I’m new and I think I just ruined my first 3 gallons of peach wine. I had everything ready to go to bottle and I went back to the internet to check the amount of potassium metabisulfite to add. I was sure I read 1 teaspoon per gallon prior to bottling, but noticed a really strong SO2 odor when I dumped the small amount of wine left in the 3 gallon carboy while cleaning up. I went back to check the amount again and found anywhere from 1/16th to 1/4 of a teaspoon is what I should have used. I had already corked the bottles at this point and now I don’t know if it can be salvaged. Will it break down if I leave it to age longer?
Having too much SO2 in a wine can be a problem. It will not break down in the bottle or anything like that, but what it will do is dissipate into the air and go away. It is just a matter of giving it the SO2 an opportunity to do so.
Depending on the acidity of your wine, about half of the SO2 you added will permanently bond to the wine. This bound sulfite will do nothing to protect the wine. It is just there, and will remain there.
As doses of potassium metabisulfite or Campden tablets are added throughout the wine making process, the amount of bound sulfite builds up. If it builds up too much you can actually taste it in the wine. Fortunately, it takes quite a bit of over-dosing to get to that point. Because the perceptible taste of SO2 can be different from one wine to the next, I do not know for sure if you will be able to test the bound SO2 in your wine or not at the dose of 1 teaspoon of potassium metabisulfite per gallon.
The other half of the SO2 that doesn’t bond to the wine is know as free SO2. This is the half that actually does the protecting of the wine. It slows any oxidative processes that may be wanting to occur. It also stymies any bacteria or mold that may be wanting to grow in the wine.
This is also the half that will give the wine a strong sulfur odor upon decanting when you have too much SO2 in the wine. Since the free SO2 is volatile, it wants to leave as a gas. It just needs the opportunity to do so. This is why doses of potassium metabisulfite are added throughout the wine making process, to replenish the free SO2 that has dissipated as a gas. Here’s more information on this.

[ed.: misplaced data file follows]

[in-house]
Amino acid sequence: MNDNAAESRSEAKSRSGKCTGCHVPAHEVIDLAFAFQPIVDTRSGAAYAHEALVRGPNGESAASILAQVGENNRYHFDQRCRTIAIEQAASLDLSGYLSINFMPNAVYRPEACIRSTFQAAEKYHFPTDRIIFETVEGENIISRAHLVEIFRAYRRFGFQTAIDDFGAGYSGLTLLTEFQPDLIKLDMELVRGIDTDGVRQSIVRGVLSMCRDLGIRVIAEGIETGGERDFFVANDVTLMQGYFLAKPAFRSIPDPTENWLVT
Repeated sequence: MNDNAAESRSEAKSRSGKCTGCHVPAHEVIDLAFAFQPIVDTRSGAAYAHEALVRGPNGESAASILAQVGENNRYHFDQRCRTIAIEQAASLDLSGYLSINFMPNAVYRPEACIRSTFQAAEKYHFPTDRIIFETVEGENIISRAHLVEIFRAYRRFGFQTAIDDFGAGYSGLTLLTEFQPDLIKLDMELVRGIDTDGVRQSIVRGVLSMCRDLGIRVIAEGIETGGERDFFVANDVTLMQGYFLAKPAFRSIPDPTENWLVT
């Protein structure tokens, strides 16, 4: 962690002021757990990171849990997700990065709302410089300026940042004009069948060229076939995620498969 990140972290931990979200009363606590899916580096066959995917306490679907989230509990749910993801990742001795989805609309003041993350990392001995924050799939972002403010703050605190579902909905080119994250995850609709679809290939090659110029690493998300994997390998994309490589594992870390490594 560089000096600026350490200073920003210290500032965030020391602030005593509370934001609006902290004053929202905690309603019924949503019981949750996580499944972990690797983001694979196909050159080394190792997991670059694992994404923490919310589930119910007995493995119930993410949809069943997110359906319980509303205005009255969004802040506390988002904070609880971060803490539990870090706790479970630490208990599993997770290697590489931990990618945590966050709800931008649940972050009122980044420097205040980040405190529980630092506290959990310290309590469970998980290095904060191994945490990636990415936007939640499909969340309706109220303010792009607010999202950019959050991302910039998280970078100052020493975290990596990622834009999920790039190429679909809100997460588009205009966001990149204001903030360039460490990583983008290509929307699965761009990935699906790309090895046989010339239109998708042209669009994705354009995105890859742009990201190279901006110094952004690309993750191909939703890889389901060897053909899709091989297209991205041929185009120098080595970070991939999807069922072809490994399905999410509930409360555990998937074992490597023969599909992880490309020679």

With that being said, it should start to become clear to you that you can very easily remedy the problem of having too much SO2 in the wine, but it will requires you to:
- Decant the wine back into a bucket fermenter;
- Allow the sulfite gases to dissipate;
- Re-bottle the wine.
The fermenter needs to sit open to the air for the SO2 gases to escape. You can cover it with a very thin cloth towel to keep stuff from getting into the wine, but nothing more than that. You should let the wine sit like this for a couple of days.
Alternately, you can get a degassing mixer like The Whip to speed up the process. Using an item like this will allow you to degas any wine with too much SO2 in minutes.
This will allow you to rid the wine of the excessive free SO2 — the half you can smell — but it will not do anything to rid the wine of the bound sulfite — the half you won’t be able to taste anyway.
Ironically, it is very possible that all of the free SO2 will be removed with these steps, leaving the wine susceptible to oxidation and contamination. For this reason, I would strongly urge you to test the wine for SO2 before bottling again. This can be done with Titret Test Vials and a Titrettor Hand Tool.
There is one other option for someone that has too much SO2 in their wine. It is much easier to accomplish, but may not be satisfactory to you, especially if you would like to hand these bottles of wine out as gifts. That is to simply pour the wine into a carafe and let it sit for a few hours. You could also invest in an wine aerator. There are many different types on the market that can purchase at a commercial wine store. A good aerator would allow the excess SO2 to dissipate in minutes.
I hope this helps you out Chris. Having too much SO2 in your wine can be a big bummer. Just realize that there are solutions.
Ed Kraus is a 3rd generation home brewer/winemaker and has been an owner of E. C. Kraus since 1999. He has been helping individuals make better wine and beer for over 25 years.